Clams

August 19, 2012 0 Comments

All About Clams

Clams – Hard Shell or Soft Shell

Most summers I vacation with my family in Avalon, on the Jersey shore. Not only are we able to enjoy almost endless Jersey tomatoes and some of the best sweet corn I’ve ever eaten, but we’ve also been eating our fair share of clams.

Just for my own knowledge, I started to do a little research about the various types of clams, and I came away confused. As with many culinary terms, those applied to clams can be ambiguous, at best. Depending on where you live, one type of clam may go by various names.

If any of you have been similarly confused by the conflicting clam information out there, I’ve put together what I hope is a fairly straightforward, easy to understand guide.

Types of Clams

There are about 2000 different kinds of clams, but there are two main groups of commercially available clams are soft-shelled and hard-shelled. This seems fairly straightforward, but soft-shelled doesn’t mean soft in the sense of yielding to the touch, like the shell of a soft-shelled crab would. Rather, it refers to clams with shells that are thinner, more brittle and easily broken.

Soft shelled clams can be found in muddy tidal flats and estuaries up and down the east coast of the United States and Canada as well as on the west coast in the UK. They are also found in the Pacific Northwest, but they are not native to the Pacific and are considered an invasive species. Other names for soft-shelled clams include:

Ipswich clam – steamers – longnecks

Hard-shelled clams can tolerate higher salinity than soft-shelled clams, and they are found in tidal areas along the east coast of North America, and even to depths of about sixty feet. There are several varieties of hard-shelled clams native to the Pacific Northwest, as well.

East-Coast US hard-shelled clams are also known by the names quahog (CO-hog), littleneck and cherrystone.

West-Coast hard-shelled clams include the Pacific Littleneck or rock clam, pismo clam and butter clam.

Some west coast hard-shelled clams are of distinctly different species. The non-native Manila clams are very sweet tasting—sweeter than East coast clams—and are available year-round. The huge geoduck (GOO-ee-duck) clams of the Pacific Northwest and razor clams are likewise available all year.

Cleaning & Cooking

All clams are filter feeders, which means that they basically stay in one place, sucking up water and small organisms while filtering out sand and debris. For this reason, clams, especially soft-shelled clams whose shells do not close all the way, should be rinsed several times in fresh or salted water. Some cooks advocate adding cornmeal to the water as a filtering agent.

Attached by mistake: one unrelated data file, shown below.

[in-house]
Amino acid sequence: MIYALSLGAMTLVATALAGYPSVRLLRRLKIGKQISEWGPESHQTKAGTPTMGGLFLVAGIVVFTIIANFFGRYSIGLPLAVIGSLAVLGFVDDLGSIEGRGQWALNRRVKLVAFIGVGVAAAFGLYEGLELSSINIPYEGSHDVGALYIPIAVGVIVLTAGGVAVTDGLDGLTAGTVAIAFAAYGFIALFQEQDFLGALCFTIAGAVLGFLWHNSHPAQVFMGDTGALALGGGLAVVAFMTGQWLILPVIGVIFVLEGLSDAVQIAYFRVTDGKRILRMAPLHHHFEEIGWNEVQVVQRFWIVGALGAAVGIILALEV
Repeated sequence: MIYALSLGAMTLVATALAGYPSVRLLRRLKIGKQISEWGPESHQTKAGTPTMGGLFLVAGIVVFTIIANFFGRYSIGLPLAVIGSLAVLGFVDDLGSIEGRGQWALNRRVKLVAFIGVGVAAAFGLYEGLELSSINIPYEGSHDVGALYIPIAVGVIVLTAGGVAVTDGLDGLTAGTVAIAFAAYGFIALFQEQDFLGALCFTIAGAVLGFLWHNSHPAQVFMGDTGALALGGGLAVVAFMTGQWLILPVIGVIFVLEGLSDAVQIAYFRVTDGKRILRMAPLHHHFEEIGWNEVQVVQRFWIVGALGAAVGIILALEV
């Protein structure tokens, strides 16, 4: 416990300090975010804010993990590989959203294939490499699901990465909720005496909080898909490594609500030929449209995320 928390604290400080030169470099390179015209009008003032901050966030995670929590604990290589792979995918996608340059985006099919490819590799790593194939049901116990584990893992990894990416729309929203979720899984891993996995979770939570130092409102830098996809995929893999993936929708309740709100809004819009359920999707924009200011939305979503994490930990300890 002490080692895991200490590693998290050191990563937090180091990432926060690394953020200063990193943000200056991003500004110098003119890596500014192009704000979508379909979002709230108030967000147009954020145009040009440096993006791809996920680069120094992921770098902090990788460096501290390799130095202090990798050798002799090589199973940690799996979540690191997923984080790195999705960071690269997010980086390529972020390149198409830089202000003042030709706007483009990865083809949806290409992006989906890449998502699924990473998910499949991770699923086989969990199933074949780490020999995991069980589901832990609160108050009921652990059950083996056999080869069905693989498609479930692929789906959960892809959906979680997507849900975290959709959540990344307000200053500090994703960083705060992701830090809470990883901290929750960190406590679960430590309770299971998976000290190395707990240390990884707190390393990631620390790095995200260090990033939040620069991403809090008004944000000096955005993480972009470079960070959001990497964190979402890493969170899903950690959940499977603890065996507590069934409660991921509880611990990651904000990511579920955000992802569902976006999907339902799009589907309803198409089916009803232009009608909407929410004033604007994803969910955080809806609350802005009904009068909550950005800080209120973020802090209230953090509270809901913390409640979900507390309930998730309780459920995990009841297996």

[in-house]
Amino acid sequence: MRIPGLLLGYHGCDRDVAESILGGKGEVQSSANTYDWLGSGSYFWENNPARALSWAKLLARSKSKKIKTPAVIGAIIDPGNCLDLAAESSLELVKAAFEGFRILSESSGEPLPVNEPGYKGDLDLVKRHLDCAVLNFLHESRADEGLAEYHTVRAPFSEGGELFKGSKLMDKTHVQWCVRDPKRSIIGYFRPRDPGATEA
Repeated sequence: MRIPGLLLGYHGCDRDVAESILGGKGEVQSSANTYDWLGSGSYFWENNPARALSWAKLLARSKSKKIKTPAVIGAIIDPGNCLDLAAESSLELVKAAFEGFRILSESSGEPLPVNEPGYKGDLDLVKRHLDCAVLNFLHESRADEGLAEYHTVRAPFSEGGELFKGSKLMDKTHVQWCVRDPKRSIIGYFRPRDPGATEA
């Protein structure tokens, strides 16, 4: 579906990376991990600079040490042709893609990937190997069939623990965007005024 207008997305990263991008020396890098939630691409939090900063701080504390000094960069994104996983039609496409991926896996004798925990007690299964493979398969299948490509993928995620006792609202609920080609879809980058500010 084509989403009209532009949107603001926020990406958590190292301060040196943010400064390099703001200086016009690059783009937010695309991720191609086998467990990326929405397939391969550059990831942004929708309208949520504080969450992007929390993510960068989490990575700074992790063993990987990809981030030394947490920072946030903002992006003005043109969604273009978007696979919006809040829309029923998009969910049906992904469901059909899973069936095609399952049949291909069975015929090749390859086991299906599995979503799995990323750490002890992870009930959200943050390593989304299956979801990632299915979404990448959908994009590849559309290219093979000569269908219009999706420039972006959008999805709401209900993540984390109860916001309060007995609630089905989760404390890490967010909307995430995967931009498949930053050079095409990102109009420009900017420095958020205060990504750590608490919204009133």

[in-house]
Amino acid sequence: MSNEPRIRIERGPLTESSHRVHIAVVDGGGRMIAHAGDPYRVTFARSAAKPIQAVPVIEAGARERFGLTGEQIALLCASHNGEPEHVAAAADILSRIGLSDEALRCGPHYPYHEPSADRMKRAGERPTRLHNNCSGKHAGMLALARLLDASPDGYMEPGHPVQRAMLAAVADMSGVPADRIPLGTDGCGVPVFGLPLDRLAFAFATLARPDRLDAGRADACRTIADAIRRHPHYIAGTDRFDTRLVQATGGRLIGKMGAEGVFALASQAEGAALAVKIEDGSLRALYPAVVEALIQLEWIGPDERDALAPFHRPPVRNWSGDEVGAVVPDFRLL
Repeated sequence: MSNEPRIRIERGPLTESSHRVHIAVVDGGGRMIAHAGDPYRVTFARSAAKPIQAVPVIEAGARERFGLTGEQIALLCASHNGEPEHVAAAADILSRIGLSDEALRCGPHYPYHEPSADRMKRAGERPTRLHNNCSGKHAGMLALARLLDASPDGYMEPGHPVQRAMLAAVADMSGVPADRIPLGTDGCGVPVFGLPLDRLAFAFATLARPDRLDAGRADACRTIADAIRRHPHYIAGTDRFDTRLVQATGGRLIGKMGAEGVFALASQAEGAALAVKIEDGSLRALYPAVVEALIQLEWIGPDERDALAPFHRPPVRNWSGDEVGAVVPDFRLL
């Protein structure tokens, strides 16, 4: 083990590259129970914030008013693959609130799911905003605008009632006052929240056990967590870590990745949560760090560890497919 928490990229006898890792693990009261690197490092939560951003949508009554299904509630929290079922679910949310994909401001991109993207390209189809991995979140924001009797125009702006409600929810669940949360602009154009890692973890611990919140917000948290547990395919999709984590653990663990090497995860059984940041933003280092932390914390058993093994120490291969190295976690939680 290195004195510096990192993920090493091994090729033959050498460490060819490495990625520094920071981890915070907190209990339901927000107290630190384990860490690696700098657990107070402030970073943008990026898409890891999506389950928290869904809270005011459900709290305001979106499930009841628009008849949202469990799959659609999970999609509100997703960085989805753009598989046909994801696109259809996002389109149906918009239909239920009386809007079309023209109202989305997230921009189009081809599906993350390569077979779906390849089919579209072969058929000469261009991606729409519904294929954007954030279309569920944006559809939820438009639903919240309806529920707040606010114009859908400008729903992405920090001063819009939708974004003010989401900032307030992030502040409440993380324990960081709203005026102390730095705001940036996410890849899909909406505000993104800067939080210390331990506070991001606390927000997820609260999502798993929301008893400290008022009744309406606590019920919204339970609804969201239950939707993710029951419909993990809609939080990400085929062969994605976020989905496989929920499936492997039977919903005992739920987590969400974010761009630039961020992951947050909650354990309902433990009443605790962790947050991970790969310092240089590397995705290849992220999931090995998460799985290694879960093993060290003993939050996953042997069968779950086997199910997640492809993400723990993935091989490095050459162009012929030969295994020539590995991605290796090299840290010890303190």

To store clams before cooking or serving, make sure that they are thoroughly clean and free of grit and sand. Then, keep them in the coldest part of your refrigerator in a container with a perforated bottom to allow any fluids to drip out. Make sure that the clams are alive before cooking. Discard any that do not snap closed when tapped, and after cooking, discard those that do not open.

When it comes to hard-shelled clams, size matters

East coast hard-shelled clams are named according to size. The smallest are called button clams. The other names, in order of size are littlenecks, cherrystones and quahog or chowder clams. In general, the smaller the diameter of the clam, the younger, more tender and sweeter-tasting it will be.

What Can I do with a Soft-Shelled Clam?

Soft-shelled clams are wonderful steamed. Once steamed, they are known as “steamers.” Don’t get confused and think this is some other variety of clam. A steamer is simply a soft-shelled clam that has been steamed. Soft-shelled clams can also be fried—I recommend dredging them in seasoned cornmeal before frying—or used in fish chowder.

Suggested Clam Cooking Methods

Type of Clam
Size (diameter of shell
Cooking Method
US East Coast
Soft Shelled
> 1 1/2 inches
Steam, fry, in chowder
Hard Shelled Button
< 2 inches
Lightly simmered as for linguine in clam sauce
Hard Shelled Littleneck
2 inches
Raw, in chowders, steamed, Clams Casino
Hard Shelled Cherry stone
2 – 3 inches
Raw, steamed, fried, clam strips, Clams Casino
Hard Shelled Quahog
> 3 inches

Chopped for chowders, stuffing, fritters

US West Coast
Hard Shelled Geoduck
7 – 9 inches
Sashimi, stir-fry
Hard Shelled Manila
3 – 4 inches
Steam
Hard Shelled Razor
4 1/2 inches long
Deep fry
Hard Shelled Pismo
4 1/2 inches
In chowders, saute
Hard Shelled Butter
5 inches
Chowder, stir-fry
Hard Shelled Rock
2 1/2 inches
Chowder, fry

Last modified on Sun 15 December 2013 9:45 pm

Filed in: All About Seafood

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